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Blood on these hands. How long has it been now since we started all this? Years. Years and years. Too long for any one person to stand, too long for the people to have to cope, but we carry on all the same. The fight eternal. We warriors, it is what we do, but at the sake of what?
I look up at the sky, driven red by the endless stream of bodies falling from it and pick one out and watch it fall. Timeless and still, silent and silhouetted, killed by one of us no doubt in one of our countless battles across countless worlds. I watch it fall the same way as I would, in one place, at one time, look to the sky and see snow falling from it. Where I would pick a single flake out of the fall and watch it wisp its way down to the ground, falling, falling, and then melting into the surface.
Something utterly unique, something in all the infinite cosmos that would never be replicated. It held something unseen, to me just a speck of white on a grey backdrop, falling from the sky until it touched the ground and was gone. But it contained a world within it. It contained a microcosm of pure chaos, a pattern, a shape formed out of endless coincidence. A dust particle trapped by water vapour and frozen as it falls to create something utterly exceptional.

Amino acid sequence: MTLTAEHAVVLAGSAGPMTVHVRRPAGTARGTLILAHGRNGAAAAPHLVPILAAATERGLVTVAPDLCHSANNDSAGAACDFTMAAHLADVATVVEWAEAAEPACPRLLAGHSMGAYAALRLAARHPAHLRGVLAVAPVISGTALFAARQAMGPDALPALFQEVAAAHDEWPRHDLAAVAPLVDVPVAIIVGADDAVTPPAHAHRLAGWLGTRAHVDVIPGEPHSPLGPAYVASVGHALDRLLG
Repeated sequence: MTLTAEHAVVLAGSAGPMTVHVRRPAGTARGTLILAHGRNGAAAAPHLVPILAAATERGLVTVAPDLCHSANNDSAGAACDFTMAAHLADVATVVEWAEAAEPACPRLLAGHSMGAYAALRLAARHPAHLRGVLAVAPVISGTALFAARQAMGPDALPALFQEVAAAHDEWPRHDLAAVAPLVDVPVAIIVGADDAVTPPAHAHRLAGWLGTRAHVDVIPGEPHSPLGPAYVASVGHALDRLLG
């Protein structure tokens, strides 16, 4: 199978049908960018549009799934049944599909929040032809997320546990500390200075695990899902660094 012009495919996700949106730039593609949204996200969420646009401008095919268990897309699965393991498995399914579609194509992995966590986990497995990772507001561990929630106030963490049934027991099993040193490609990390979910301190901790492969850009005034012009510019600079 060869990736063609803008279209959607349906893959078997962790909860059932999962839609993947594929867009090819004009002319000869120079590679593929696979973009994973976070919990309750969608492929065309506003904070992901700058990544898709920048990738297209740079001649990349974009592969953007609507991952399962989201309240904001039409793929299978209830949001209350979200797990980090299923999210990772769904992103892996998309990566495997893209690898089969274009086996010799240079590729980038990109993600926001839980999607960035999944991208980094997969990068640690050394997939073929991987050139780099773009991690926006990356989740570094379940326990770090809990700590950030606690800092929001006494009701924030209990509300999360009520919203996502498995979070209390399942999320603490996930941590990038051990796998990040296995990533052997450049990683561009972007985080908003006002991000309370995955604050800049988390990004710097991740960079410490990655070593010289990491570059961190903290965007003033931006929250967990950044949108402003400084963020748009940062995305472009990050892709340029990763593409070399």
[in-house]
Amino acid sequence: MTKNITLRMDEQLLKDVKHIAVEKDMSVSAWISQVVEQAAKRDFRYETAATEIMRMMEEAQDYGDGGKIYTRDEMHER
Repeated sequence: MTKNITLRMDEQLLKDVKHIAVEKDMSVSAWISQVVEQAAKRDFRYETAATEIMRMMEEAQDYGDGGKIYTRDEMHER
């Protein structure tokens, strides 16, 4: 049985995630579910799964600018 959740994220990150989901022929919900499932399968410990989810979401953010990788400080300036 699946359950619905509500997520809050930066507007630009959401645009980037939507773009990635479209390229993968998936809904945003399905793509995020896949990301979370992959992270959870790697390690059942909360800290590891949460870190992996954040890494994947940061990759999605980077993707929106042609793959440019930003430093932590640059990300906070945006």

Now, I just see bodies. The countless and endless bodies falling from the sky.
Each one once housed its own unique combination of time and consciousness. Each one had a place in the universe that no other could replicate or know. Each one now gone, each dead, the one I picked out falling and falling, until it finally hits the pile, stacked as high as the world. This place that feeds off them, off the souls of the innocent and makes us do its work, lest our families also become victim to its hunger.
“We must fight again,” she says, knowing that the world is going to soon need its hunger satiating. This is the circle.
“More meat for the grinder,” I reply.
“It must be done.”
“For how long?” I ask. Eons already, how much longer must we be put through this? How much longer will its hunger last? How much longer must we fight, must we kill, must we destroy?
“There is no end, just the task,” she says.
“What else can we do?” I ask.
“There is only the fight,” she says again.
“We can end it, we can end one another. We can stop all this, we have it within us.” I say as I look to the sky.
“And sacrifice our own?” She asks as though I’ve never proposed this to her before.
“Sometimes sacrifices must be made,” I say, repeating old words.
“I agree.” She says, and pauses. “But they shall not be ours.”
And I know they never will be.
Building inspiration: Hashima Island - Japan